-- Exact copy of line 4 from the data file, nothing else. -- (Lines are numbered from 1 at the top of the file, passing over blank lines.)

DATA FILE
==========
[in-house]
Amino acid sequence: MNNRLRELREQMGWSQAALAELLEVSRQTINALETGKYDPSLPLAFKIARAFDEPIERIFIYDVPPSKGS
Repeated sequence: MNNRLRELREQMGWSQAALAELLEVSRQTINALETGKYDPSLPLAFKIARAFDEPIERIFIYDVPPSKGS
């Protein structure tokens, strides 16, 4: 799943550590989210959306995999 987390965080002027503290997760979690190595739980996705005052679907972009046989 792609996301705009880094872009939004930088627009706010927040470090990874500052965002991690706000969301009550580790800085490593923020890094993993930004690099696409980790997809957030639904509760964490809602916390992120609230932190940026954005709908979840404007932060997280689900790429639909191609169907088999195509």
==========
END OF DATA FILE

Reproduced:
């Protein structure tokens, strides 16, 4: 799943550590989210959306995999 987390965080002027503290997760979690190595739980996705005052679907972009046989 792609996301705009880094872009939004930088627009706010927040470090990874500052965002991690706000969301009550580790800085490593923020890094993993930004690099696409980790997809957030639904509760964490809602916390992120609230932190940026954005709908979840404007932060997280689900790429639909191609169907088999195509």